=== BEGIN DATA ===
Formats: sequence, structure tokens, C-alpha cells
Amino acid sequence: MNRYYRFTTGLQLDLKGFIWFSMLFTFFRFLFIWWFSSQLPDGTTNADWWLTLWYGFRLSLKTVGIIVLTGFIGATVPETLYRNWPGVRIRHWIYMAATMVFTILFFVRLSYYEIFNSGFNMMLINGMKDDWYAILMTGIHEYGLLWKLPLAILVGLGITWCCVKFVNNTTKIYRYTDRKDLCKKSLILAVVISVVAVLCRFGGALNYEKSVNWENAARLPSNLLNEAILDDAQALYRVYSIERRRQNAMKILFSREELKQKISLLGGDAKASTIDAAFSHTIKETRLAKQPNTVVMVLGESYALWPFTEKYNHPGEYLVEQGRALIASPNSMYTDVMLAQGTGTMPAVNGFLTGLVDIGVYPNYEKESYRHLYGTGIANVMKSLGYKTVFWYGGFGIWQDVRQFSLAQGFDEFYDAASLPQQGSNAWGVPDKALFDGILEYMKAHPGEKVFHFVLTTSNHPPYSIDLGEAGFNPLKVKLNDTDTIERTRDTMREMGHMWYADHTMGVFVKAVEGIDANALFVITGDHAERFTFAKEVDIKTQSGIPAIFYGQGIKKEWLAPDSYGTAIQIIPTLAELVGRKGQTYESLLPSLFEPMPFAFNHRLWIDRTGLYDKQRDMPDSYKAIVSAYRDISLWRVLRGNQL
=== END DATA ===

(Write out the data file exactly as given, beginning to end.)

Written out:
Formats: sequence, structure tokens, C-alpha cells
Amino acid sequence: MNRYYRFTTGLQLDLKGFIWFSMLFTFFRFLFIWWFSSQLPDGTTNADWWLTLWYGFRLSLKTVGIIVLTGFIGATVPETLYRNWPGVRIRHWIYMAATMVFTILFFVRLSYYEIFNSGFNMMLINGMKDDWYAILMTGIHEYGLLWKLPLAILVGLGITWCCVKFVNNTTKIYRYTDRKDLCKKSLILAVVISVVAVLCRFGGALNYEKSVNWENAARLPSNLLNEAILDDAQALYRVYSIERRRQNAMKILFSREELKQKISLLGGDAKASTIDAAFSHTIKETRLAKQPNTVVMVLGESYALWPFTEKYNHPGEYLVEQGRALIASPNSMYTDVMLAQGTGTMPAVNGFLTGLVDIGVYPNYEKESYRHLYGTGIANVMKSLGYKTVFWYGGFGIWQDVRQFSLAQGFDEFYDAASLPQQGSNAWGVPDKALFDGILEYMKAHPGEKVFHFVLTTSNHPPYSIDLGEAGFNPLKVKLNDTDTIERTRDTMREMGHMWYADHTMGVFVKAVEGIDANALFVITGDHAERFTFAKEVDIKTQSGIPAIFYGQGIKKEWLAPDSYGTAIQIIPTLAELVGRKGQTYESLLPSLFEPMPFAFNHRLWIDRTGLYDKQRDMPDSYKAIVSAYRDISLWRVLRGNQL